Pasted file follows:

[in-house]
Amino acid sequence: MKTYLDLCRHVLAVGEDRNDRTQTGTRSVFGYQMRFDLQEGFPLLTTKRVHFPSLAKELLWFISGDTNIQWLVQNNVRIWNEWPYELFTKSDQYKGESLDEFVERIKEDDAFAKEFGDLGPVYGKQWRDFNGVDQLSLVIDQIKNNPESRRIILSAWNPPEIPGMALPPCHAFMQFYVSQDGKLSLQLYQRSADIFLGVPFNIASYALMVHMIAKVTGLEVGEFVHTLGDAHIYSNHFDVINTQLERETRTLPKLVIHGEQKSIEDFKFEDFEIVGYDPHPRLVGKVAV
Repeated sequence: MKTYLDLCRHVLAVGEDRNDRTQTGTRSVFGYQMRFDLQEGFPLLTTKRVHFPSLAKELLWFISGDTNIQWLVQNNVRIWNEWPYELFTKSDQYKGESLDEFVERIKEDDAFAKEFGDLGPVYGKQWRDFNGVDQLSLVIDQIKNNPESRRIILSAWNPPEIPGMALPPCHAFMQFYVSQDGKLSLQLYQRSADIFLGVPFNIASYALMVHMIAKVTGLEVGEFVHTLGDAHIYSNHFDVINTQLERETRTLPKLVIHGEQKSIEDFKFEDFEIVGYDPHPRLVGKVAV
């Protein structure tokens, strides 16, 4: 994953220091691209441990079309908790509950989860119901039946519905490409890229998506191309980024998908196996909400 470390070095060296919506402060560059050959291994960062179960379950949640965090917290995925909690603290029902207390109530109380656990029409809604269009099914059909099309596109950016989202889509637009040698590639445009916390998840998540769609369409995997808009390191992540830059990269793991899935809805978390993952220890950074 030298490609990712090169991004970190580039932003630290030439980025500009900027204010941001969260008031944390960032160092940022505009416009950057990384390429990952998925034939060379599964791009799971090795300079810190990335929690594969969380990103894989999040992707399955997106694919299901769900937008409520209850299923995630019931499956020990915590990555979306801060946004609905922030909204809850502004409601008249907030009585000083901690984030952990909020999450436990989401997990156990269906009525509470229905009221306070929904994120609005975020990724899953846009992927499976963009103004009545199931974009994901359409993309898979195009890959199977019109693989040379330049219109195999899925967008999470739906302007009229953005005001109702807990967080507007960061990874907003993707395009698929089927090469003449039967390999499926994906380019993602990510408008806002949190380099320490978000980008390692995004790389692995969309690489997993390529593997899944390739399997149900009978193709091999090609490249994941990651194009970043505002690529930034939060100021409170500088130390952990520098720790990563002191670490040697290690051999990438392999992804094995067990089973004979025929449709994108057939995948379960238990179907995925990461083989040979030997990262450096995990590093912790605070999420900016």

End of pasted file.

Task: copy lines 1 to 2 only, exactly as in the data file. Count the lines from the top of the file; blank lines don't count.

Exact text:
[in-house]
Amino acid sequence: MKTYLDLCRHVLAVGEDRNDRTQTGTRSVFGYQMRFDLQEGFPLLTTKRVHFPSLAKELLWFISGDTNIQWLVQNNVRIWNEWPYELFTKSDQYKGESLDEFVERIKEDDAFAKEFGDLGPVYGKQWRDFNGVDQLSLVIDQIKNNPESRRIILSAWNPPEIPGMALPPCHAFMQFYVSQDGKLSLQLYQRSADIFLGVPFNIASYALMVHMIAKVTGLEVGEFVHTLGDAHIYSNHFDVINTQLERETRTLPKLVIHGEQKSIEDFKFEDFEIVGYDPHPRLVGKVAV